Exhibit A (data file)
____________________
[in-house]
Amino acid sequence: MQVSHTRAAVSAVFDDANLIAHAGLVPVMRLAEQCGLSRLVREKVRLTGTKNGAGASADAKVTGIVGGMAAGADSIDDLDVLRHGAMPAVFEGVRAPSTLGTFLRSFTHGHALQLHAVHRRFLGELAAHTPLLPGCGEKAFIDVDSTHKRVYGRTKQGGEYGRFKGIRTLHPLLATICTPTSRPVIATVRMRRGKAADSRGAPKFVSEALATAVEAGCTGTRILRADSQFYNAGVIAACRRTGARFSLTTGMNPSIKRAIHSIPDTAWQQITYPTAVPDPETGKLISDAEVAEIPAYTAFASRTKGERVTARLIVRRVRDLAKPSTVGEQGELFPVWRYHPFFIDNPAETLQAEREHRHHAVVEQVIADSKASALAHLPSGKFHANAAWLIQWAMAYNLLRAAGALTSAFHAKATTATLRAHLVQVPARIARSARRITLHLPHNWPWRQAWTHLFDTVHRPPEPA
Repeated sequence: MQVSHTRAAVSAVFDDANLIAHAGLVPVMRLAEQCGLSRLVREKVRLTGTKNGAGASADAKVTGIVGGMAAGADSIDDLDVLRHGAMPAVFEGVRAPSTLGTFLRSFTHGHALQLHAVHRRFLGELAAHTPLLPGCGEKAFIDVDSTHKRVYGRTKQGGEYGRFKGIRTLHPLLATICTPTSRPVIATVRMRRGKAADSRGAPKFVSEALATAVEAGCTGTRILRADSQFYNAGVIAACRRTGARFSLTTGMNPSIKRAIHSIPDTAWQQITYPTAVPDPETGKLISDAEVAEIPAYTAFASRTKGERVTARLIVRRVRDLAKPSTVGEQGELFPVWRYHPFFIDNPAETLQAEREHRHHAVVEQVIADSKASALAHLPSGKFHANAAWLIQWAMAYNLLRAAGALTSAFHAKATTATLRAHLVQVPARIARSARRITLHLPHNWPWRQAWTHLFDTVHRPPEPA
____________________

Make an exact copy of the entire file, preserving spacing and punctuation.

[in-house]
Amino acid sequence: MQVSHTRAAVSAVFDDANLIAHAGLVPVMRLAEQCGLSRLVREKVRLTGTKNGAGASADAKVTGIVGGMAAGADSIDDLDVLRHGAMPAVFEGVRAPSTLGTFLRSFTHGHALQLHAVHRRFLGELAAHTPLLPGCGEKAFIDVDSTHKRVYGRTKQGGEYGRFKGIRTLHPLLATICTPTSRPVIATVRMRRGKAADSRGAPKFVSEALATAVEAGCTGTRILRADSQFYNAGVIAACRRTGARFSLTTGMNPSIKRAIHSIPDTAWQQITYPTAVPDPETGKLISDAEVAEIPAYTAFASRTKGERVTARLIVRRVRDLAKPSTVGEQGELFPVWRYHPFFIDNPAETLQAEREHRHHAVVEQVIADSKASALAHLPSGKFHANAAWLIQWAMAYNLLRAAGALTSAFHAKATTATLRAHLVQVPARIARSARRITLHLPHNWPWRQAWTHLFDTVHRPPEPA
Repeated sequence: MQVSHTRAAVSAVFDDANLIAHAGLVPVMRLAEQCGLSRLVREKVRLTGTKNGAGASADAKVTGIVGGMAAGADSIDDLDVLRHGAMPAVFEGVRAPSTLGTFLRSFTHGHALQLHAVHRRFLGELAAHTPLLPGCGEKAFIDVDSTHKRVYGRTKQGGEYGRFKGIRTLHPLLATICTPTSRPVIATVRMRRGKAADSRGAPKFVSEALATAVEAGCTGTRILRADSQFYNAGVIAACRRTGARFSLTTGMNPSIKRAIHSIPDTAWQQITYPTAVPDPETGKLISDAEVAEIPAYTAFASRTKGERVTARLIVRRVRDLAKPSTVGEQGELFPVWRYHPFFIDNPAETLQAEREHRHHAVVEQVIADSKASALAHLPSGKFHANAAWLIQWAMAYNLLRAAGALTSAFHAKATTATLRAHLVQVPARIARSARRITLHLPHNWPWRQAWTHLFDTVHRPPEPA